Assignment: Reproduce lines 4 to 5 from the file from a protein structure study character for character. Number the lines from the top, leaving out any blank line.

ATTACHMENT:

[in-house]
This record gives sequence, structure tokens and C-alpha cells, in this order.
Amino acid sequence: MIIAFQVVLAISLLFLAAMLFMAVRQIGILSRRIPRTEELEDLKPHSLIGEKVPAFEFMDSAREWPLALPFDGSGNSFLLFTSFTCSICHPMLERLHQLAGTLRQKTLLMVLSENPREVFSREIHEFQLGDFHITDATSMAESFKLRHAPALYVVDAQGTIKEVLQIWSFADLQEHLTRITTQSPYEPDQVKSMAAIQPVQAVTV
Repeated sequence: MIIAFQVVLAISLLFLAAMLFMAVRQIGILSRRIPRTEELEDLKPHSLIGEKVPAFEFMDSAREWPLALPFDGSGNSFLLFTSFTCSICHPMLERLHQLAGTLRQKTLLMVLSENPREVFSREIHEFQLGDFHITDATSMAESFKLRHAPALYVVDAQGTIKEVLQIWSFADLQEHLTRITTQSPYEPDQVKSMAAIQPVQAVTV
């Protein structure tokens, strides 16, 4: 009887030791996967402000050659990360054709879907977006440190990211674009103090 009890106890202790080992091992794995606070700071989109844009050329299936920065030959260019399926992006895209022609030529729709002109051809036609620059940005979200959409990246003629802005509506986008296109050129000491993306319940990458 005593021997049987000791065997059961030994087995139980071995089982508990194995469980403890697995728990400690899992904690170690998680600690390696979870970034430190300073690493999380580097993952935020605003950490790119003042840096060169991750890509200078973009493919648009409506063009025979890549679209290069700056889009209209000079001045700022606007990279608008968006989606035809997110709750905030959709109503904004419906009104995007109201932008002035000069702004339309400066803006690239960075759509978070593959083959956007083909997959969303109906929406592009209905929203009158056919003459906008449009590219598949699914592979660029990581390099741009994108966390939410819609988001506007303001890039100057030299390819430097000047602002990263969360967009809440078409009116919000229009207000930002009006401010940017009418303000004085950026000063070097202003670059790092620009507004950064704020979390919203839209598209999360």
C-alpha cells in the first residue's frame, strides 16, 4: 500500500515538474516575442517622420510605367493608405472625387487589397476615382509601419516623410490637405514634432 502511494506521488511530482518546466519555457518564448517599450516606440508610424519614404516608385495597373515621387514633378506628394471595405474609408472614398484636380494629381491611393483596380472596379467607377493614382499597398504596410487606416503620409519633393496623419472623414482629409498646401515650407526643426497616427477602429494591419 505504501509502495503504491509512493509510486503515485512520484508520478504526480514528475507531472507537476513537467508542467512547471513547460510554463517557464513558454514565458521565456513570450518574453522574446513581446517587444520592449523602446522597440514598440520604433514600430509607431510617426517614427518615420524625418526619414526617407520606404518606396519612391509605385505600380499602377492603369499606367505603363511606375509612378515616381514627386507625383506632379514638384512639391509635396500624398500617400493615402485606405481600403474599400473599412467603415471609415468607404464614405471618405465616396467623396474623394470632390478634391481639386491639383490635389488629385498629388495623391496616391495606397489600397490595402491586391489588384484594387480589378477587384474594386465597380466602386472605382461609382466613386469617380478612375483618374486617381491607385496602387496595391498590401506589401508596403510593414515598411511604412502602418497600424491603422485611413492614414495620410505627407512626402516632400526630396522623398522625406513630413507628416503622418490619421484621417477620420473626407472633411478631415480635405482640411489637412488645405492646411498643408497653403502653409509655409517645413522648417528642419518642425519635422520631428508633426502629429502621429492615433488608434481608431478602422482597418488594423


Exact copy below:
Repeated sequence: MIIAFQVVLAISLLFLAAMLFMAVRQIGILSRRIPRTEELEDLKPHSLIGEKVPAFEFMDSAREWPLALPFDGSGNSFLLFTSFTCSICHPMLERLHQLAGTLRQKTLLMVLSENPREVFSREIHEFQLGDFHITDATSMAESFKLRHAPALYVVDAQGTIKEVLQIWSFADLQEHLTRITTQSPYEPDQVKSMAAIQPVQAVTV
């Protein structure tokens, strides 16, 4: 009887030791996967402000050659990360054709879907977006440190990211674009103090 009890106890202790080992091992794995606070700071989109844009050329299936920065030959260019399926992006895209022609030529729709002109051809036609620059940005979200959409990246003629802005509506986008296109050129000491993306319940990458 005593021997049987000791065997059961030994087995139980071995089982508990194995469980403890697995728990400690899992904690170690998680600690390696979870970034430190300073690493999380580097993952935020605003950490790119003042840096060169991750890509200078973009493919648009409506063009025979890549679209290069700056889009209209000079001045700022606007990279608008968006989606035809997110709750905030959709109503904004419906009104995007109201932008002035000069702004339309400066803006690239960075759509978070593959083959956007083909997959969303109906929406592009209905929203009158056919003459906008449009590219598949699914592979660029990581390099741009994108966390939410819609988001506007303001890039100057030299390819430097000047602002990263969360967009809440078409009116919000229009207000930002009006401010940017009418303000004085950026000063070097202003670059790092620009507004950064704020979390919203839209598209999360």